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The Deadly Weapon Laws of Texas
November 7, 2020 @ 10:30 am - 12:00 pm
How do you envision Texas during the late nineteenth century? Contrary to popular stereotypes, Texas had some of the strictest weapon regulations in the country during the late nineteenth and early twentieth centuries. During this period, Texas enacted a series of regulations commonly referred to as deadly weapon laws. These laws prohibited the carrying in public of concealable weapons such as pistols, bowie knives, and brass knuckles. Drawing from a wealth of county criminal records, Rivas will discuss why the laws were put in place, how the laws were enforced, and what happened to people who violated these laws.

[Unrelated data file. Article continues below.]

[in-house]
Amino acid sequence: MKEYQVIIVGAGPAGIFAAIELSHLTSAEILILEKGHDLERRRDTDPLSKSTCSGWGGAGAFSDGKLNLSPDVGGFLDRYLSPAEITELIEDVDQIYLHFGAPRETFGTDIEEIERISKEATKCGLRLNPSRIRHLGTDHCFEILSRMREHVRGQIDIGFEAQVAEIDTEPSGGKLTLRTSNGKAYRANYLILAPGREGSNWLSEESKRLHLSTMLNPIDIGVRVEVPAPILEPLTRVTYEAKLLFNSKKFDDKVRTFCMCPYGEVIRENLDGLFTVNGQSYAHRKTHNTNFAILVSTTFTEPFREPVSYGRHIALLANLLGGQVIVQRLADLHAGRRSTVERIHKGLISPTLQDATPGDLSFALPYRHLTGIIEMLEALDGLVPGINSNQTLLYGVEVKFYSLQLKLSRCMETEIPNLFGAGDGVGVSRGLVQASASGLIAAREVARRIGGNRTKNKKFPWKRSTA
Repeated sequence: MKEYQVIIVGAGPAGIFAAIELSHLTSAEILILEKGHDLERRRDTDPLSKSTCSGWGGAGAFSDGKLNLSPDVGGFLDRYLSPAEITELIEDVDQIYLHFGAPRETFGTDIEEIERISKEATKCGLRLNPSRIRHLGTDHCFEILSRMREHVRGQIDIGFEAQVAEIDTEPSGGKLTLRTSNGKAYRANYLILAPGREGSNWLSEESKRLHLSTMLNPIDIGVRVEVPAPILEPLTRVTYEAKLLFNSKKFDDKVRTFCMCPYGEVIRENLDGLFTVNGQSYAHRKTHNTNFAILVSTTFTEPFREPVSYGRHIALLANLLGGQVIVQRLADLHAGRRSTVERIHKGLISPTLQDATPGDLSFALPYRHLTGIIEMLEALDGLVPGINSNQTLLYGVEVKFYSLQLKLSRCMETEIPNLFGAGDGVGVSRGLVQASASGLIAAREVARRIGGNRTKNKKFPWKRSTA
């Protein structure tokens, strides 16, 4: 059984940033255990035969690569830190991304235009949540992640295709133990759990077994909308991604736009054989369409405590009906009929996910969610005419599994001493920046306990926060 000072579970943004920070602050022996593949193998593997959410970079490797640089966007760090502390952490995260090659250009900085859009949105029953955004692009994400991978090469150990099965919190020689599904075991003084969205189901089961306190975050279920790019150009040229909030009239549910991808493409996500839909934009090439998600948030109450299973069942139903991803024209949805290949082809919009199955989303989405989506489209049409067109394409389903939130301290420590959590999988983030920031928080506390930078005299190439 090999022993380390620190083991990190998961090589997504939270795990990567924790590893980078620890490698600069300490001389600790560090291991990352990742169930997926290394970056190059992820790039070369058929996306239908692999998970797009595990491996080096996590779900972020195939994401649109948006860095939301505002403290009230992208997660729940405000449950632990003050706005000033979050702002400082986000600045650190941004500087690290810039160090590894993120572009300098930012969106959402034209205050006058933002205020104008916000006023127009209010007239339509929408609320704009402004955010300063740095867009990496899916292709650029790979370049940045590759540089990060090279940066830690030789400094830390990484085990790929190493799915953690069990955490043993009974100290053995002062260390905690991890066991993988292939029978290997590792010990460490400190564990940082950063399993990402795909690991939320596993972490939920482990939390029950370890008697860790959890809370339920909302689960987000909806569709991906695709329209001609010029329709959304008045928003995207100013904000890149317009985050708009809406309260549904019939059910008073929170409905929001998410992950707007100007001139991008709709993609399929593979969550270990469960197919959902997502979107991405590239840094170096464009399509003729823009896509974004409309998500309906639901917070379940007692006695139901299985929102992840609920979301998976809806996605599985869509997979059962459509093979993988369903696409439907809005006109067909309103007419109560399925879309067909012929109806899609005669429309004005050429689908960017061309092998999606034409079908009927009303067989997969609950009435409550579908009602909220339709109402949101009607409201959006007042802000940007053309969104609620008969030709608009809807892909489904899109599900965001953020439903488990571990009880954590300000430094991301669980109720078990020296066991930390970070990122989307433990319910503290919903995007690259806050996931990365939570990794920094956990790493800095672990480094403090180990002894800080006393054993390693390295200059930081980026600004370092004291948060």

Brennan Gardner Rivas is currently the Clements Fellow for the Study of Southwestern America at the Clements Center for Southwest Studies. She received her Ph.D. from TCU in 2019. Her article “An Unequal Right to Bear Arms: State Weapons Laws and White Supremacy in Texas, 1836-1900” was published in the Southwestern Historical Quarterly in January 2018. She recently received the Bill & Rita Clements Fellowship for the Study of Southwestern America for the 2020-2021 academic year.
This program will be conducted via Zoom. Click here to register!